Everybody loves seeing babies wave bye-bye and say their first words. But those skills are coming more slowly to many babies born during the pandemic, according to new research in the Archives of Disease in Childhood.
Social isolation, household stress, and child or parent screen overuse are some reasons why experts believe babies may have had fewer face-to-face interactions at the height of COVID. As a result, the babies heard fewer words spoken by parents and other loved ones. They thus had “significantly less vocalizations” compared with babies born before the pandemic, says Brown University’s Advanced Baby Imaging Lab.
“I’m seeing children with global delays; with deficits in really early pre-language skills like pointing, giving and reaching,” observes Rhode Island speech-language pathologist Alyssa Loberti.
Top U.K. Schools Inspector Amanda Spielman sees the implications of babies speaking and being spoken to less. “I’m particularly worried about younger children’s development, which, if left unaddressed, could potentially cause problems for primary schools down the line.”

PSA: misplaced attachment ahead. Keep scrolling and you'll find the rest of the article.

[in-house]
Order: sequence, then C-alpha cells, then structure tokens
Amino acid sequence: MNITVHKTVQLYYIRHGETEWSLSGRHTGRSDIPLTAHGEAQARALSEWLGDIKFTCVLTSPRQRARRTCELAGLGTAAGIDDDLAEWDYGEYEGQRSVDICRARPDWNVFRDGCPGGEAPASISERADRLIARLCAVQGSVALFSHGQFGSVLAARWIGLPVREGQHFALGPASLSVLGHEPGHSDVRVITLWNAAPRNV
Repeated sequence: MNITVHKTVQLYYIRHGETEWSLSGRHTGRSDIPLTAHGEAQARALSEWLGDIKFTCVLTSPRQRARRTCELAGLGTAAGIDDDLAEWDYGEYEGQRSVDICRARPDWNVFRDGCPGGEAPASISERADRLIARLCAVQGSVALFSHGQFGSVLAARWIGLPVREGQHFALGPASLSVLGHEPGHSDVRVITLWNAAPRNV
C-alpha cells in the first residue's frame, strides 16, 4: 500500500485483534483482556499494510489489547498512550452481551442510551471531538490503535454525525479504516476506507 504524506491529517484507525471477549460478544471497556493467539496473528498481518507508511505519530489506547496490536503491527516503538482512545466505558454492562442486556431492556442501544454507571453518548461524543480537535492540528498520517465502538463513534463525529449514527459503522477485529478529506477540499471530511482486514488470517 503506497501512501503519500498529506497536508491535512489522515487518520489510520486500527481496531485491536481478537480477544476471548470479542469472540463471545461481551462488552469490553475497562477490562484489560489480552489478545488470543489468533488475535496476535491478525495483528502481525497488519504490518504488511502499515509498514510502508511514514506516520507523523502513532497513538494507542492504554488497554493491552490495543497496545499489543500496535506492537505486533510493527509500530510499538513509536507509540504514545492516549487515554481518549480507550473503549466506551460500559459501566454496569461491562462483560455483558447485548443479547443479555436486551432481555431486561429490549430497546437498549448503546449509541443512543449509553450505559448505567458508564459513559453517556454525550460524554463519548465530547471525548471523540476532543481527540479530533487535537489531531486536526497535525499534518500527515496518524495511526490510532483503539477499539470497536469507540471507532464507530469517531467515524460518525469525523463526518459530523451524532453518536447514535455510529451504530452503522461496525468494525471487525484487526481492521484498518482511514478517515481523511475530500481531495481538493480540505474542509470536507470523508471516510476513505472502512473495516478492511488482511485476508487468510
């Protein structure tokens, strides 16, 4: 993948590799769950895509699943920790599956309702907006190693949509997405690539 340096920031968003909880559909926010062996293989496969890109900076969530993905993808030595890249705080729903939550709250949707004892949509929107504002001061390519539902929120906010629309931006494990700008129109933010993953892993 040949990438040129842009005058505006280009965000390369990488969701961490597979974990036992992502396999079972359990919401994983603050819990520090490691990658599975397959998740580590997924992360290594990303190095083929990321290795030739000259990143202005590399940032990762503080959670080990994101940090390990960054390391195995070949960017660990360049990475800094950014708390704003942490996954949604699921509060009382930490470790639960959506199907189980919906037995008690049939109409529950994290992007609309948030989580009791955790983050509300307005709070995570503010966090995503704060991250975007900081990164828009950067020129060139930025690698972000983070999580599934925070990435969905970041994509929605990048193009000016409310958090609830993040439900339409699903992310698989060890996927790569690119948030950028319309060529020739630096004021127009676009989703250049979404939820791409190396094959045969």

Kids Bounce Back
Luckily, little kids are resilient and thrive with loving attention.
Babies and toddlers who can look at loved ones’ faces, practice “talking”, and hear plenty of spoken words are typically quick to learn language. They also get a boost in brain development, executive functioning, and social-emotional skills.
Proof comes from LENA Grow, a professional development program for early childhood teachers. The program uses “talk pedometer” technology to detect how much preschool teachers converse with their students. Teachers are then made aware of times in the day there is little talking and which students experience less conversation.
When teachers step up their chatter, the results are impressive.
After a LENA Grow intervention at Sprout Five early learning program in Columbus, Ohio, teacher words spoken increased by 27% and conversational turns between teachers and students soared by 80%.
Children in LENA Grow classrooms “significantly increased their language and literacy skills compared to those in non-Grow classrooms,” according to a Sprout Five project summary. Students became more engaged with classroom activities and teachers felt less stressed and more satisfied with their jobs.
Avoiding Speech Delay
Back-and-forth face-to-face talk is also crucial for young children at home.
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